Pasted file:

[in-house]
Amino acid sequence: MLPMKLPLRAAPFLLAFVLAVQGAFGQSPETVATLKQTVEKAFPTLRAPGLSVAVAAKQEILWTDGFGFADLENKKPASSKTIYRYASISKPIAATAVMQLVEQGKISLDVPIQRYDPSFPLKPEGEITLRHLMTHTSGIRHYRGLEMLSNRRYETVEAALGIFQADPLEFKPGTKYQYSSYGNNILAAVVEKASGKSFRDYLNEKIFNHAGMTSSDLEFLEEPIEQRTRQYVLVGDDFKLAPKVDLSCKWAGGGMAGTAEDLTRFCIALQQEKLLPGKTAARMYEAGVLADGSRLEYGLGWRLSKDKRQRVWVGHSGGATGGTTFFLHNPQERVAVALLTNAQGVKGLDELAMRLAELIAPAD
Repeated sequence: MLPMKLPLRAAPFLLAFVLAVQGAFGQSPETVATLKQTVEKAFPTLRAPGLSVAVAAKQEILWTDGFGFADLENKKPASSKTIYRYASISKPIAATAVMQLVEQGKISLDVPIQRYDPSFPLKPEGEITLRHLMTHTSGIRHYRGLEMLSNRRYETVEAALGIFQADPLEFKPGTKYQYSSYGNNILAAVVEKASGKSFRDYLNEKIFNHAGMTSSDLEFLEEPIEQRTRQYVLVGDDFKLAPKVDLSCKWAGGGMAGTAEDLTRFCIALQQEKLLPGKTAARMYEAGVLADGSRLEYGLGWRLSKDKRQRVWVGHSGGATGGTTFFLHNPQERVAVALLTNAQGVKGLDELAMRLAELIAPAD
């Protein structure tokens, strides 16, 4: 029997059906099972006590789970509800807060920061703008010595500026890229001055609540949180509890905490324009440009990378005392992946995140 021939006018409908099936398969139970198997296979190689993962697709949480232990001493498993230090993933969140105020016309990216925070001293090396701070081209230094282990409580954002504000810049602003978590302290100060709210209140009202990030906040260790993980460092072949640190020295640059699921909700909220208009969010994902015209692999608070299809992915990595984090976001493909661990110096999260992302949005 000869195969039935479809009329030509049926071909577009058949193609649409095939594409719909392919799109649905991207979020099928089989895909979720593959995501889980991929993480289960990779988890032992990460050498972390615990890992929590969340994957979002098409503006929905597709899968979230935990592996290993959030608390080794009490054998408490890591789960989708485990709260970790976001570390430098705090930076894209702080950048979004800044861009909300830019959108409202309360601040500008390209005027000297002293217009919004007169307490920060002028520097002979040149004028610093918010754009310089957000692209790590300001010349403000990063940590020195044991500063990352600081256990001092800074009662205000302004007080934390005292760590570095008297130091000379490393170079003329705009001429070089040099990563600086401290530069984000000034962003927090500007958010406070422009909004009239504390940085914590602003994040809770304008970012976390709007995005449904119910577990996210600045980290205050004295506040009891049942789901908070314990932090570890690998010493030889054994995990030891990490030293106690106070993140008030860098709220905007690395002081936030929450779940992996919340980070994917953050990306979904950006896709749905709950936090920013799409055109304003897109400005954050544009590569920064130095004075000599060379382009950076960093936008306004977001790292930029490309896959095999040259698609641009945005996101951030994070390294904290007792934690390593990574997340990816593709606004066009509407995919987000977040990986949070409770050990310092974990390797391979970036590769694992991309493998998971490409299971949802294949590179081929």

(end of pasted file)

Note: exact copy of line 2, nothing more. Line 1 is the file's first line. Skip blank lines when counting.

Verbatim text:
Amino acid sequence: MLPMKLPLRAAPFLLAFVLAVQGAFGQSPETVATLKQTVEKAFPTLRAPGLSVAVAAKQEILWTDGFGFADLENKKPASSKTIYRYASISKPIAATAVMQLVEQGKISLDVPIQRYDPSFPLKPEGEITLRHLMTHTSGIRHYRGLEMLSNRRYETVEAALGIFQADPLEFKPGTKYQYSSYGNNILAAVVEKASGKSFRDYLNEKIFNHAGMTSSDLEFLEEPIEQRTRQYVLVGDDFKLAPKVDLSCKWAGGGMAGTAEDLTRFCIALQQEKLLPGKTAARMYEAGVLADGSRLEYGLGWRLSKDKRQRVWVGHSGGATGGTTFFLHNPQERVAVALLTNAQGVKGLDELAMRLAELIAPAD